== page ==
Nakajima–Zwanzig equation

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The Nakajima–Zwanzig equation (named after the physicists Sadao Nakajima and Robert Zwanzig) is an integral equation describing the time evolution of the "relevant" part of a quantum-mechanical system. It is formulated in the density matrix formalism and can be regarded a generalization of the Master equation.

The equation belongs to the Mori–Zwanzig theory within the statistical mechanics of irreversible processes (named after Hazime Mori). By means of a projection operator the dynamics is split into a slow, collective part (relevant part) and a rapidly fluctuating irrelevant part. The goal is to develop dynamical equations for the collective part.

Derivation[edit]

The starting point[1] is the quantum mechanical Liouville equation (von Neumann equation)

\partial_t \rho = \frac{i}{\hbar}[\rho,H] = L \rho,

where the Liouville operator L is defined as L A = \frac{i}{\hbar}[A,H].

The density operator (density matrix) \rho is split by means of a projection operator \mathcal{P} into two parts \rho =\left( \mathcal{P}+\mathcal{Q} \right)\rho , where \mathcal{Q}\equiv 1-\mathcal{P}. The projection operator \mathcal{P} projects onto the aforementioned relevant part, for which an equation of motion is to be derived.

The Liouville – von Neumann equation can thus be represented as

{\partial_t}\left( \begin{matrix}
   \mathcal{P}  \\
   \mathcal{Q}  \\
\end{matrix} \right)\rho =\left( \begin{matrix}
   \mathcal{P}  \\
   \mathcal{Q}  \\
\end{matrix} \right)L\left( \begin{matrix}
   \mathcal{P}  \\
   \mathcal{Q}  \\
\end{matrix} \right)\rho +\left( \begin{matrix}
   \mathcal{P}  \\
   \mathcal{Q}  \\
\end{matrix} \right)L\left( \begin{matrix}
   \mathcal{Q}  \\
   \mathcal{P}  \\
\end{matrix} \right)\rho.

The second line is formally solved as

\mathcal{Q}\rho ={{e}^{\mathcal{Q}Lt}}Q\rho (t=0)+\int_{0}^{t}dt'{e}^{\mathcal{Q}Lt'}\mathcal{Q}L\mathcal{P}\rho (t-{t}').

By plugging the solution into the first equation, we obtain the Nakajima–Zwanzig equation:

\partial_t \mathcal{P}\rho =\mathcal{P}L\mathcal{P}\rho +\underbrace{\mathcal{P}L{{e}^{\mathcal{Q}Lt}}Q\rho (t=0)}_{=0}+\mathcal{P}L\int_{0}^{t}{dt'{{e}^{\mathcal{Q}Lt'}}\mathcal{Q}L\mathcal{P}\rho (t-{t}')}.

Under the assumption that the inhomogeneous term vanishes[2] and using

\mathcal{K}\left( t \right)\equiv\mathcal{P}L{{e}^{\mathcal{Q}Lt}}\mathcal{Q}L\mathcal{P},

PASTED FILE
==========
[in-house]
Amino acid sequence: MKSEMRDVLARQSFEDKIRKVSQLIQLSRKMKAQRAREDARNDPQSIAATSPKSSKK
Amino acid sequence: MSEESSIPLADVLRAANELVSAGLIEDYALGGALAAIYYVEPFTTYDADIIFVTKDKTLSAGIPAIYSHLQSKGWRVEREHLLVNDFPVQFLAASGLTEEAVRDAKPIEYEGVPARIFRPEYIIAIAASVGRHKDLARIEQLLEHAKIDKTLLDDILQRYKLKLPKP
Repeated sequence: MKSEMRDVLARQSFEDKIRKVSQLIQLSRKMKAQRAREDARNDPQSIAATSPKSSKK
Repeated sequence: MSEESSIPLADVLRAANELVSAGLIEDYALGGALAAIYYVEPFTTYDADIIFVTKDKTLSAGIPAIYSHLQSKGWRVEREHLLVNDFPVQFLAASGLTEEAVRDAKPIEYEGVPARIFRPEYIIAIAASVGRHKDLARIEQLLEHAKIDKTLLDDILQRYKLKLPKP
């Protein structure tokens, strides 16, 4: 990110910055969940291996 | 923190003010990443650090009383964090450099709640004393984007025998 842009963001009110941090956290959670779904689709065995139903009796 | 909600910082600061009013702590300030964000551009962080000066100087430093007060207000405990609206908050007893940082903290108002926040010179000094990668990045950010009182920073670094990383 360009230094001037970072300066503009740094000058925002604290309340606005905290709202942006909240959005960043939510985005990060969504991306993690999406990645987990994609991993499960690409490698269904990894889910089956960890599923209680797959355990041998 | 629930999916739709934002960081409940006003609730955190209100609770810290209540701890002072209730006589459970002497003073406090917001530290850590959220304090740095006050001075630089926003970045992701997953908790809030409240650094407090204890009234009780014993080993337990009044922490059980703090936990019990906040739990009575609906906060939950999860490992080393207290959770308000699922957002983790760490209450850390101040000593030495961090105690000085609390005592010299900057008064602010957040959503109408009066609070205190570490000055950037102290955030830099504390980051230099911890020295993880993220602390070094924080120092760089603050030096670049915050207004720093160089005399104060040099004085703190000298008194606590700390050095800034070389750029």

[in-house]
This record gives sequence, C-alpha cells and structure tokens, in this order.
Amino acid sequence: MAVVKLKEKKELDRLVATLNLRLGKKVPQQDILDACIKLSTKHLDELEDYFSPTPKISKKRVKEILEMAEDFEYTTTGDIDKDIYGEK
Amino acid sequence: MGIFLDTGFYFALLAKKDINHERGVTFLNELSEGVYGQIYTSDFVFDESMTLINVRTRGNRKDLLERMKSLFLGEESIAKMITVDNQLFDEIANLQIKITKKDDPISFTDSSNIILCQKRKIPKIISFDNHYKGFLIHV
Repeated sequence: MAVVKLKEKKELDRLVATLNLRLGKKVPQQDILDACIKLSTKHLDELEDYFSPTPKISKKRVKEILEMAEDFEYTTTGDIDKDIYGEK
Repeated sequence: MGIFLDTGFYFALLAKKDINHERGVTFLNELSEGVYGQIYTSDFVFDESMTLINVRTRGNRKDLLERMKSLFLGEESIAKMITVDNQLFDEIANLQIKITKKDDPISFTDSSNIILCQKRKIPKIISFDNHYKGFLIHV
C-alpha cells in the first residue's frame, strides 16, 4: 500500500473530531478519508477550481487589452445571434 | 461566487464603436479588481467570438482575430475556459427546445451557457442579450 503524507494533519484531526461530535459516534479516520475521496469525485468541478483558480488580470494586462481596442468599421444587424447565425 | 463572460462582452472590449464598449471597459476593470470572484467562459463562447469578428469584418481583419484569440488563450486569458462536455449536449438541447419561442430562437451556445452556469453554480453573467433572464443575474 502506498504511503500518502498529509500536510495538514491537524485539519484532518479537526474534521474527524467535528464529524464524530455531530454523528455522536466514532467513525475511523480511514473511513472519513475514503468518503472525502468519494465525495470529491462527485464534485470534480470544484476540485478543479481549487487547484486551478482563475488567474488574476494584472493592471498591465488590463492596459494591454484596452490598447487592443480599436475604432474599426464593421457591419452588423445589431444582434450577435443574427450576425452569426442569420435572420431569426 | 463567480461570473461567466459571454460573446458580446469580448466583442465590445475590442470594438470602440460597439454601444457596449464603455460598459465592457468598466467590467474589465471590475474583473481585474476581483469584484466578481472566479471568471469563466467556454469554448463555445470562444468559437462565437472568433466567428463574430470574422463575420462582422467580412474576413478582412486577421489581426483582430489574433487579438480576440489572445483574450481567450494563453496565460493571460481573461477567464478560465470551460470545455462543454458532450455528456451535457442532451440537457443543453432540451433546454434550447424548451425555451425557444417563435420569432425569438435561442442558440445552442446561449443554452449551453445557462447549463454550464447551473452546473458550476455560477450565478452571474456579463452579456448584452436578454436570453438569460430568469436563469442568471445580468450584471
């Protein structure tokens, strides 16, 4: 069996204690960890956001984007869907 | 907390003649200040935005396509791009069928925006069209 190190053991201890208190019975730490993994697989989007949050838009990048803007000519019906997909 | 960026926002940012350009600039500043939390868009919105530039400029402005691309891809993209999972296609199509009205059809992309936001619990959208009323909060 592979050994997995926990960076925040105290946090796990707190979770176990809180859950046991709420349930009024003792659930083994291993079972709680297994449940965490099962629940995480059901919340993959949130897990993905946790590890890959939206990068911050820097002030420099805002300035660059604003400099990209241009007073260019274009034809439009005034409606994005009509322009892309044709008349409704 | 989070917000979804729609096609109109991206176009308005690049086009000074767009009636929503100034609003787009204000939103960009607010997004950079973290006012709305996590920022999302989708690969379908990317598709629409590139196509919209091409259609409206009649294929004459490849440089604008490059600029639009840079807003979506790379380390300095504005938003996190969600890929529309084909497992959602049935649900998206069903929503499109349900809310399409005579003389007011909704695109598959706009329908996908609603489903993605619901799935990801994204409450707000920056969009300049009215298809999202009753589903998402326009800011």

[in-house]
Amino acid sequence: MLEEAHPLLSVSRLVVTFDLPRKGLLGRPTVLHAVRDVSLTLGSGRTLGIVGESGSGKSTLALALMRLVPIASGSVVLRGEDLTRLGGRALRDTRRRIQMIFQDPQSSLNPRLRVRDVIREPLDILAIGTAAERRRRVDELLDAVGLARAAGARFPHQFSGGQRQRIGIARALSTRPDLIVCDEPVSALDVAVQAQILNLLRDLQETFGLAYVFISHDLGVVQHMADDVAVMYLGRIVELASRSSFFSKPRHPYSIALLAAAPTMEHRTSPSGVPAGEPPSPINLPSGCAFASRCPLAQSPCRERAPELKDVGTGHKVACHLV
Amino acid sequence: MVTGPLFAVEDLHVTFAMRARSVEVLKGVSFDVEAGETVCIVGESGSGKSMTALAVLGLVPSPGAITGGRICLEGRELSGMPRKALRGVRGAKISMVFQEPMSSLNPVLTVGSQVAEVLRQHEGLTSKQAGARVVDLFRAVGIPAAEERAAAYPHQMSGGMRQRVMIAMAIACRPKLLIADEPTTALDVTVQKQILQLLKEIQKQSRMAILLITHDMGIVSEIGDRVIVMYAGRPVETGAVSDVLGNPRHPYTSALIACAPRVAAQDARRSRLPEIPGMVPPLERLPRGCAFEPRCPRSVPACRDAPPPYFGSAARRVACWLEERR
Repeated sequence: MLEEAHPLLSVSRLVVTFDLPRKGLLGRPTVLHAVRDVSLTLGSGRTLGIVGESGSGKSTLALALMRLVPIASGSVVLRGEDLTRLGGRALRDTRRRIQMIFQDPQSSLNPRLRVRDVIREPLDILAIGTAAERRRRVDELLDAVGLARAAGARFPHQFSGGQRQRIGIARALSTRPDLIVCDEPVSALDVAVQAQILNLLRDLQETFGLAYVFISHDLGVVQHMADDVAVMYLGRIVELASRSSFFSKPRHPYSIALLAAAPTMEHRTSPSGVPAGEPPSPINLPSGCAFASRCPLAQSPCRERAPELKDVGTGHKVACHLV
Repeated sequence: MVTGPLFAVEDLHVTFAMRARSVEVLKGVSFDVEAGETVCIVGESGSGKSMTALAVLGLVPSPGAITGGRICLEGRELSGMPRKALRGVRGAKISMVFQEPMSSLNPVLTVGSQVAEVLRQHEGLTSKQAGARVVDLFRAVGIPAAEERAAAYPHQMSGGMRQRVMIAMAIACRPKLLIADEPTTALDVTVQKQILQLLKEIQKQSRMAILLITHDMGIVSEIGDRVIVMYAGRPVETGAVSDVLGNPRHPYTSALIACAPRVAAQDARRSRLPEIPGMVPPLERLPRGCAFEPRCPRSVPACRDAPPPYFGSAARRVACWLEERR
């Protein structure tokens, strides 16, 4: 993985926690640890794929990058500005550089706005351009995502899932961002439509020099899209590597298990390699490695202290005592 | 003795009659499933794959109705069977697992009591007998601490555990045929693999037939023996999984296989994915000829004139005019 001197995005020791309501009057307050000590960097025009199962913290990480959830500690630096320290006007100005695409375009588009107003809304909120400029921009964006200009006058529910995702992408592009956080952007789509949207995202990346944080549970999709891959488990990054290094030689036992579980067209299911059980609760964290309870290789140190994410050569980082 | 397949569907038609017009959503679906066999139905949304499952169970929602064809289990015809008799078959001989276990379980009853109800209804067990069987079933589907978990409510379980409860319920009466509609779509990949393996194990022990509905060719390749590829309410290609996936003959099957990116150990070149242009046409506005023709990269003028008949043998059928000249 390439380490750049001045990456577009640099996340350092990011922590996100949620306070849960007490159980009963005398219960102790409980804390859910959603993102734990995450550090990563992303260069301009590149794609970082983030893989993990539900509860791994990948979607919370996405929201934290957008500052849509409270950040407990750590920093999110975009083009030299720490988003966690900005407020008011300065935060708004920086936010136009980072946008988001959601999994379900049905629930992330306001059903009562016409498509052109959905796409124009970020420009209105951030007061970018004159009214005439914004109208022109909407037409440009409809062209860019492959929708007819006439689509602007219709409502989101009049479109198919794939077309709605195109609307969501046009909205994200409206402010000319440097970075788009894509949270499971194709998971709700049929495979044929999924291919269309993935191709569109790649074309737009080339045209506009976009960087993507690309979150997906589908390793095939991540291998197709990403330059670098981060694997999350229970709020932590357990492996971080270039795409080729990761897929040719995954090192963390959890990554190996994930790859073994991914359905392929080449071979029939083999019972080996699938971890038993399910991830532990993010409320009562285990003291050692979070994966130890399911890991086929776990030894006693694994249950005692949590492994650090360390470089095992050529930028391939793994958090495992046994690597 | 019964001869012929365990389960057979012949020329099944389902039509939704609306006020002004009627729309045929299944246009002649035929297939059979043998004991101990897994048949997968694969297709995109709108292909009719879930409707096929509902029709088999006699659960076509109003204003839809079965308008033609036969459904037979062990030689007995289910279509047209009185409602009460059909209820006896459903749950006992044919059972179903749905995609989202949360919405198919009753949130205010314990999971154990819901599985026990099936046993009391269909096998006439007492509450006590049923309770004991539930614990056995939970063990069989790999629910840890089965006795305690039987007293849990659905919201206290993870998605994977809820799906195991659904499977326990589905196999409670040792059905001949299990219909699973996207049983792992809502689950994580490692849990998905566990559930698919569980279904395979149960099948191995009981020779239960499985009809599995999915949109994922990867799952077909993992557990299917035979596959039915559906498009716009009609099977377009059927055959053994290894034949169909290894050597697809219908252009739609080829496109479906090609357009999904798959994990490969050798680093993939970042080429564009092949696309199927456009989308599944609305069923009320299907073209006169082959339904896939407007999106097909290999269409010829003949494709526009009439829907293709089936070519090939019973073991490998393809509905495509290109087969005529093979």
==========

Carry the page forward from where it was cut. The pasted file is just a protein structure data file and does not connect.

\mathcal{P}\rho \equiv {{\rho }_\mathrm{rel}}, as well as
\mathcal{P}^2=\mathcal{P},

we obtain the final form

\partial_t{\rho }_\mathrm{rel}=\mathcal{P}L{{\rho}_\mathrm{rel}}+\int_{0}^{t}{dt'\mathcal{K}({t}'){{\rho }_\mathrm{rel}}(t-{t}')}.

References[edit]

  • E. Fick, G. Sauermann: The Quantum Statistics of Dynamic Processes Springer-Verlag, 1983, ISBN ISSN 3-540-50824-4.
  • Heinz-Peter Breuer, Francesco Petruccione: Theory of Open Quantum Systems. Oxford, 2002 ISBN ISSN 970-0-19-852063-4
  • Hermann Grabert Projection operator techniques in nonequilibrium statistical mechanics, Springer Tracts in Modern Physics, Band 95, 1982
  • R. Kühne, P. Reineker: Nakajima-Zwanzig's generalized master equation: Evaluation of the kernel of the integro-differential equation, Zeitschrift für Physik B (Condensed Matter), Band 31, 1978, S. 105–110, Abstract

Original works[edit]

  • Sadao Nakajima (1958), "On Quantum Theory of Transport Phenomena" (in German), Progress of Theoretical Physics 20 (6): pp. 948–959
  • Robert Zwanzig (1960), "Ensemble Method in the Theory of Irreversibility" (in German), Journal of Chemical Physics 33 (5): pp. 1338–1341
  • original paper

Notes[edit]

  1. ^ A derivation analogous to that presented here is found, for instance, in Breuer, Petruccione The theory of open quantum systems, Oxford University Press 2002, S.443ff
  2. ^ Such an assumption can be made if we assume that the irrelevant part of the density matrix is 0 at the initial time, so that the projector for t=0 is the identity.